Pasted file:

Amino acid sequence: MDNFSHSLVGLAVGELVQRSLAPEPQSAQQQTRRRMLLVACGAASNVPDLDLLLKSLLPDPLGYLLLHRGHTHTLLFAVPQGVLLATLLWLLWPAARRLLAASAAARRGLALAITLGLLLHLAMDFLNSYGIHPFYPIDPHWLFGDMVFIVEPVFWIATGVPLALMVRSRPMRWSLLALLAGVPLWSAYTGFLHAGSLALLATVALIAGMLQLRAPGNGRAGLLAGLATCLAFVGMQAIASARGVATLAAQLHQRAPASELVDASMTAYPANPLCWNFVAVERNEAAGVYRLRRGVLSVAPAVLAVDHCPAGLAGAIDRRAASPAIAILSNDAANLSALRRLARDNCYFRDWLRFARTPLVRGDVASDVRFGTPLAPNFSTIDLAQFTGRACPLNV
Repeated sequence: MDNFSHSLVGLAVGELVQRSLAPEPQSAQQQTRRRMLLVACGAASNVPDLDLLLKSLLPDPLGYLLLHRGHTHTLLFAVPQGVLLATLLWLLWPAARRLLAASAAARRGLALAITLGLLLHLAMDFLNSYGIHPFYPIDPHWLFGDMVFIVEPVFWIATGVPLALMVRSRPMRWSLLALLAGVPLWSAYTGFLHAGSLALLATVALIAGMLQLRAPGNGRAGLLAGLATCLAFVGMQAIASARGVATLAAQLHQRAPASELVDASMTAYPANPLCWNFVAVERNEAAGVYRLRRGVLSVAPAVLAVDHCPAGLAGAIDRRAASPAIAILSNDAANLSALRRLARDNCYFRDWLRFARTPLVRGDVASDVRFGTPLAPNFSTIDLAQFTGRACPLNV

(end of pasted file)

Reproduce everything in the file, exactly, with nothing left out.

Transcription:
Amino acid sequence: MDNFSHSLVGLAVGELVQRSLAPEPQSAQQQTRRRMLLVACGAASNVPDLDLLLKSLLPDPLGYLLLHRGHTHTLLFAVPQGVLLATLLWLLWPAARRLLAASAAARRGLALAITLGLLLHLAMDFLNSYGIHPFYPIDPHWLFGDMVFIVEPVFWIATGVPLALMVRSRPMRWSLLALLAGVPLWSAYTGFLHAGSLALLATVALIAGMLQLRAPGNGRAGLLAGLATCLAFVGMQAIASARGVATLAAQLHQRAPASELVDASMTAYPANPLCWNFVAVERNEAAGVYRLRRGVLSVAPAVLAVDHCPAGLAGAIDRRAASPAIAILSNDAANLSALRRLARDNCYFRDWLRFARTPLVRGDVASDVRFGTPLAPNFSTIDLAQFTGRACPLNV
Repeated sequence: MDNFSHSLVGLAVGELVQRSLAPEPQSAQQQTRRRMLLVACGAASNVPDLDLLLKSLLPDPLGYLLLHRGHTHTLLFAVPQGVLLATLLWLLWPAARRLLAASAAARRGLALAITLGLLLHLAMDFLNSYGIHPFYPIDPHWLFGDMVFIVEPVFWIATGVPLALMVRSRPMRWSLLALLAGVPLWSAYTGFLHAGSLALLATVALIAGMLQLRAPGNGRAGLLAGLATCLAFVGMQAIASARGVATLAAQLHQRAPASELVDASMTAYPANPLCWNFVAVERNEAAGVYRLRRGVLSVAPAVLAVDHCPAGLAGAIDRRAASPAIAILSNDAANLSALRRLARDNCYFRDWLRFARTPLVRGDVASDVRFGTPLAPNFSTIDLAQFTGRACPLNV